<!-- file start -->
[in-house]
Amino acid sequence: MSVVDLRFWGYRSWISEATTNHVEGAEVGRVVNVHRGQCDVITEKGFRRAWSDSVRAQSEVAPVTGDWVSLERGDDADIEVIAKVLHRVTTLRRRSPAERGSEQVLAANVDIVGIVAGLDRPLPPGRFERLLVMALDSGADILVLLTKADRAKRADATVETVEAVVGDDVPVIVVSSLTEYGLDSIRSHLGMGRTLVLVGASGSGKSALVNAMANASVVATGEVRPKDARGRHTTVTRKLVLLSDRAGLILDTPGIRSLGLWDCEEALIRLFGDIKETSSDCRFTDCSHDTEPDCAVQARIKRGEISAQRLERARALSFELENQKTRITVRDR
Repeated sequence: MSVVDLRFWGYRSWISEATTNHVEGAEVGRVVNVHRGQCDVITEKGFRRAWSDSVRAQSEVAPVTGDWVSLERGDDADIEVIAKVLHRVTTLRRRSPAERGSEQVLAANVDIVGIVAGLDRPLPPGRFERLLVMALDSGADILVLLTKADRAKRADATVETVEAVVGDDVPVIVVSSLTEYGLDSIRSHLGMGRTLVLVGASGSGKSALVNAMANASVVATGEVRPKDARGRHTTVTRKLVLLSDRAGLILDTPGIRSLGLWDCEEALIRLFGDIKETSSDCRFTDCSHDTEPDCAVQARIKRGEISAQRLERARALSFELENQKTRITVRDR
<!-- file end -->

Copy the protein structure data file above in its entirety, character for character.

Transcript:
[in-house]
Amino acid sequence: MSVVDLRFWGYRSWISEATTNHVEGAEVGRVVNVHRGQCDVITEKGFRRAWSDSVRAQSEVAPVTGDWVSLERGDDADIEVIAKVLHRVTTLRRRSPAERGSEQVLAANVDIVGIVAGLDRPLPPGRFERLLVMALDSGADILVLLTKADRAKRADATVETVEAVVGDDVPVIVVSSLTEYGLDSIRSHLGMGRTLVLVGASGSGKSALVNAMANASVVATGEVRPKDARGRHTTVTRKLVLLSDRAGLILDTPGIRSLGLWDCEEALIRLFGDIKETSSDCRFTDCSHDTEPDCAVQARIKRGEISAQRLERARALSFELENQKTRITVRDR
Repeated sequence: MSVVDLRFWGYRSWISEATTNHVEGAEVGRVVNVHRGQCDVITEKGFRRAWSDSVRAQSEVAPVTGDWVSLERGDDADIEVIAKVLHRVTTLRRRSPAERGSEQVLAANVDIVGIVAGLDRPLPPGRFERLLVMALDSGADILVLLTKADRAKRADATVETVEAVVGDDVPVIVVSSLTEYGLDSIRSHLGMGRTLVLVGASGSGKSALVNAMANASVVATGEVRPKDARGRHTTVTRKLVLLSDRAGLILDTPGIRSLGLWDCEEALIRLFGDIKETSSDCRFTDCSHDTEPDCAVQARIKRGEISAQRLERARALSFELENQKTRITVRDR